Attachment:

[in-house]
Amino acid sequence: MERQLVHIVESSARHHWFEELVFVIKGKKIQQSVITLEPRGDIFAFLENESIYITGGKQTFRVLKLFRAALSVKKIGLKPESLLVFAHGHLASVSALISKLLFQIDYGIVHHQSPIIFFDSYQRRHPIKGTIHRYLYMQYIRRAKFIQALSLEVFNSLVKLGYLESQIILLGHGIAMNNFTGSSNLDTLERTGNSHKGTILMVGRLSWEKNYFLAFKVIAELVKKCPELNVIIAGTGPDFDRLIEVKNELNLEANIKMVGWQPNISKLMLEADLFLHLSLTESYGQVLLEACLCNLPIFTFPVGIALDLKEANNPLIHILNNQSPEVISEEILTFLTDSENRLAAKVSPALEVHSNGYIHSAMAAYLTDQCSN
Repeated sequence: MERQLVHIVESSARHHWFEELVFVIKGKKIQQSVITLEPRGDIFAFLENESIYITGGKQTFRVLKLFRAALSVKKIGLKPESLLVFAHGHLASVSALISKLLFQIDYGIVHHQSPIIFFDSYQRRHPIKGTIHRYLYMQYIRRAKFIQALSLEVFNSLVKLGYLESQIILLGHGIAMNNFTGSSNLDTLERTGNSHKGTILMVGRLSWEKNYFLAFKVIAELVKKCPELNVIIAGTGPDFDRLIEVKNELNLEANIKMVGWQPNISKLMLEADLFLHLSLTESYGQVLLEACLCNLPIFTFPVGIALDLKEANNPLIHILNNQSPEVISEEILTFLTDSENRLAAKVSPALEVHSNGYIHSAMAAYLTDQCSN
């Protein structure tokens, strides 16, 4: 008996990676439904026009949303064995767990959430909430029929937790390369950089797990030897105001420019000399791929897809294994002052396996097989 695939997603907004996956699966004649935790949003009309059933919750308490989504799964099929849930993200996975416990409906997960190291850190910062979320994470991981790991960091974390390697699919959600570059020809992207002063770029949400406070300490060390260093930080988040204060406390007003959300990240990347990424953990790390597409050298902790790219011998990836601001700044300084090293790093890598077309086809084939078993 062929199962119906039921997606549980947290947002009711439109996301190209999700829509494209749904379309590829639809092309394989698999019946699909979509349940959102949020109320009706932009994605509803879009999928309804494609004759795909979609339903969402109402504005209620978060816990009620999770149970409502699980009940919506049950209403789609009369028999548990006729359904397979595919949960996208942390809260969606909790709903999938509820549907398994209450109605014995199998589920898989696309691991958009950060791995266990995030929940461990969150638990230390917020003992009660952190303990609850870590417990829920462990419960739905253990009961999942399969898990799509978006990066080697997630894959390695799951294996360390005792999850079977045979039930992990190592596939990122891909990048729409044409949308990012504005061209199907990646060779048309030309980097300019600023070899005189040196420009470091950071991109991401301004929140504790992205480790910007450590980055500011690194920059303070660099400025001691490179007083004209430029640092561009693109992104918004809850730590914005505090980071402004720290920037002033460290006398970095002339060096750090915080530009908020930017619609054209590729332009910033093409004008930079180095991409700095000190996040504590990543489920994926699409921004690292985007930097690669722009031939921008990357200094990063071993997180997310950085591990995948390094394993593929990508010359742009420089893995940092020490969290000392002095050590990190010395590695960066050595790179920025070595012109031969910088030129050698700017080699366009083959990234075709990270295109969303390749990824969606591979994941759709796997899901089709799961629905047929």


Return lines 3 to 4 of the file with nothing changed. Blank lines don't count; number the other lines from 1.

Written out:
Repeated sequence: MERQLVHIVESSARHHWFEELVFVIKGKKIQQSVITLEPRGDIFAFLENESIYITGGKQTFRVLKLFRAALSVKKIGLKPESLLVFAHGHLASVSALISKLLFQIDYGIVHHQSPIIFFDSYQRRHPIKGTIHRYLYMQYIRRAKFIQALSLEVFNSLVKLGYLESQIILLGHGIAMNNFTGSSNLDTLERTGNSHKGTILMVGRLSWEKNYFLAFKVIAELVKKCPELNVIIAGTGPDFDRLIEVKNELNLEANIKMVGWQPNISKLMLEADLFLHLSLTESYGQVLLEACLCNLPIFTFPVGIALDLKEANNPLIHILNNQSPEVISEEILTFLTDSENRLAAKVSPALEVHSNGYIHSAMAAYLTDQCSN
């Protein structure tokens, strides 16, 4: 008996990676439904026009949303064995767990959430909430029929937790390369950089797990030897105001420019000399791929897809294994002052396996097989 695939997603907004996956699966004649935790949003009309059933919750308490989504799964099929849930993200996975416990409906997960190291850190910062979320994470991981790991960091974390390697699919959600570059020809992207002063770029949400406070300490060390260093930080988040204060406390007003959300990240990347990424953990790390597409050298902790790219011998990836601001700044300084090293790093890598077309086809084939078993 062929199962119906039921997606549980947290947002009711439109996301190209999700829509494209749904379309590829639809092309394989698999019946699909979509349940959102949020109320009706932009994605509803879009999928309804494609004759795909979609339903969402109402504005209620978060816990009620999770149970409502699980009940919506049950209403789609009369028999548990006729359904397979595919949960996208942390809260969606909790709903999938509820549907398994209450109605014995199998589920898989696309691991958009950060791995266990995030929940461990969150638990230390917020003992009660952190303990609850870590417990829920462990419960739905253990009961999942399969898990799509978006990066080697997630894959390695799951294996360390005792999850079977045979039930992990190592596939990122891909990048729409044409949308990012504005061209199907990646060779048309030309980097300019600023070899005189040196420009470091950071991109991401301004929140504790992205480790910007450590980055500011690194920059303070660099400025001691490179007083004209430029640092561009693109992104918004809850730590914005505090980071402004720290920037002033460290006398970095002339060096750090915080530009908020930017619609054209590729332009910033093409004008930079180095991409700095000190996040504590990543489920994926699409921004690292985007930097690669722009031939921008990357200094990063071993997180997310950085591990995948390094394993593929990508010359742009420089893995940092020490969290000392002095050590990190010395590695960066050595790179920025070595012109031969910088030129050698700017080699366009083959990234075709990270295109969303390749990824969606591979994941759709796997899901089709799961629905047929």